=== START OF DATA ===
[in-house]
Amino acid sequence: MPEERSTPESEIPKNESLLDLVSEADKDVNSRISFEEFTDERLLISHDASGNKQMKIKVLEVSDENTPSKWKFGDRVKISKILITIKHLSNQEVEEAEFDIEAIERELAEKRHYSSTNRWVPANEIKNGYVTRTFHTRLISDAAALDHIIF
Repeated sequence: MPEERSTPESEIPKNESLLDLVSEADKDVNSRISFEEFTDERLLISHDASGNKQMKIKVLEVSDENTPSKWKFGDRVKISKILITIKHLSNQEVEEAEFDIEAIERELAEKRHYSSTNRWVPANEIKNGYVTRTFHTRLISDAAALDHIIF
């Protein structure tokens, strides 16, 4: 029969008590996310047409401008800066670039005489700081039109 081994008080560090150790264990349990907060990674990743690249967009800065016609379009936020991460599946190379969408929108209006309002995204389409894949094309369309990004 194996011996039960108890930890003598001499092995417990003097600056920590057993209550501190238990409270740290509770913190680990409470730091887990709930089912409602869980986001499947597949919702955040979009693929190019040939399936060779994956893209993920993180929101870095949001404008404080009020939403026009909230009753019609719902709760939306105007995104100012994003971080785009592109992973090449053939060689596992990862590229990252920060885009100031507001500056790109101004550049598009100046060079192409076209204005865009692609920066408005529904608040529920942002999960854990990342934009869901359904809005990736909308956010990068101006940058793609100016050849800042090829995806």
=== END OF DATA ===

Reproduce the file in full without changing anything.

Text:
[in-house]
Amino acid sequence: MPEERSTPESEIPKNESLLDLVSEADKDVNSRISFEEFTDERLLISHDASGNKQMKIKVLEVSDENTPSKWKFGDRVKISKILITIKHLSNQEVEEAEFDIEAIERELAEKRHYSSTNRWVPANEIKNGYVTRTFHTRLISDAAALDHIIF
Repeated sequence: MPEERSTPESEIPKNESLLDLVSEADKDVNSRISFEEFTDERLLISHDASGNKQMKIKVLEVSDENTPSKWKFGDRVKISKILITIKHLSNQEVEEAEFDIEAIERELAEKRHYSSTNRWVPANEIKNGYVTRTFHTRLISDAAALDHIIF
């Protein structure tokens, strides 16, 4: 029969008590996310047409401008800066670039005489700081039109 081994008080560090150790264990349990907060990674990743690249967009800065016609379009936020991460599946190379969408929108209006309002995204389409894949094309369309990004 194996011996039960108890930890003598001499092995417990003097600056920590057993209550501190238990409270740290509770913190680990409470730091887990709930089912409602869980986001499947597949919702955040979009693929190019040939399936060779994956893209993920993180929101870095949001404008404080009020939403026009909230009753019609719902709760939306105007995104100012994003971080785009592109992973090449053939060689596992990862590229990252920060885009100031507001500056790109101004550049598009100046060079192409076209204005865009692609920066408005529904608040529920942002999960854990990342934009869901359904809005990736909308956010990068101006940058793609100016050849800042090829995806």